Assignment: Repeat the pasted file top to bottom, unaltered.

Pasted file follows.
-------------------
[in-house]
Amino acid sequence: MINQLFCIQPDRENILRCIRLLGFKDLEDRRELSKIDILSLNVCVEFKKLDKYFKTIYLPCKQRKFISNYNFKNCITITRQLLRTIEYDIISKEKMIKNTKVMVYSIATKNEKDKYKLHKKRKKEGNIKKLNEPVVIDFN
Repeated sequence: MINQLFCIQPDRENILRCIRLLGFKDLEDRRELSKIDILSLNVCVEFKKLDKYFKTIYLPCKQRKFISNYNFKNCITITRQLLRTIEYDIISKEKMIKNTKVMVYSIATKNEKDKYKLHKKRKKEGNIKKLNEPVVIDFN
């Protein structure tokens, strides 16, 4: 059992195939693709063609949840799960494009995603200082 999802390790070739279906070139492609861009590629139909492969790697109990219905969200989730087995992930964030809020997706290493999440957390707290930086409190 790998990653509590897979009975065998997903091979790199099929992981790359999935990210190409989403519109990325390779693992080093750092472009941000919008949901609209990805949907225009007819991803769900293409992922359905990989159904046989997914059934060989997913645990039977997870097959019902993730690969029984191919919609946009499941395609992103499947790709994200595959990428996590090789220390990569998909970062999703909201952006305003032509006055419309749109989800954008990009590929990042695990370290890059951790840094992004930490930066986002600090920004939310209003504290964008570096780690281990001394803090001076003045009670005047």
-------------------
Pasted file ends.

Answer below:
[in-house]
Amino acid sequence: MINQLFCIQPDRENILRCIRLLGFKDLEDRRELSKIDILSLNVCVEFKKLDKYFKTIYLPCKQRKFISNYNFKNCITITRQLLRTIEYDIISKEKMIKNTKVMVYSIATKNEKDKYKLHKKRKKEGNIKKLNEPVVIDFN
Repeated sequence: MINQLFCIQPDRENILRCIRLLGFKDLEDRRELSKIDILSLNVCVEFKKLDKYFKTIYLPCKQRKFISNYNFKNCITITRQLLRTIEYDIISKEKMIKNTKVMVYSIATKNEKDKYKLHKKRKKEGNIKKLNEPVVIDFN
């Protein structure tokens, strides 16, 4: 059992195939693709063609949840799960494009995603200082 999802390790070739279906070139492609861009590629139909492969790697109990219905969200989730087995992930964030809020997706290493999440957390707290930086409190 790998990653509590897979009975065998997903091979790199099929992981790359999935990210190409989403519109990325390779693992080093750092472009941000919008949901609209990805949907225009007819991803769900293409992922359905990989159904046989997914059934060989997913645990039977997870097959019902993730690969029984191919919609946009499941395609992103499947790709994200595959990428996590090789220390990569998909970062999703909201952006305003032509006055419309749109989800954008990009590929990042695990370290890059951790840094992004930490930066986002600090920004939310209003504290964008570096780690281990001394803090001076003045009670005047």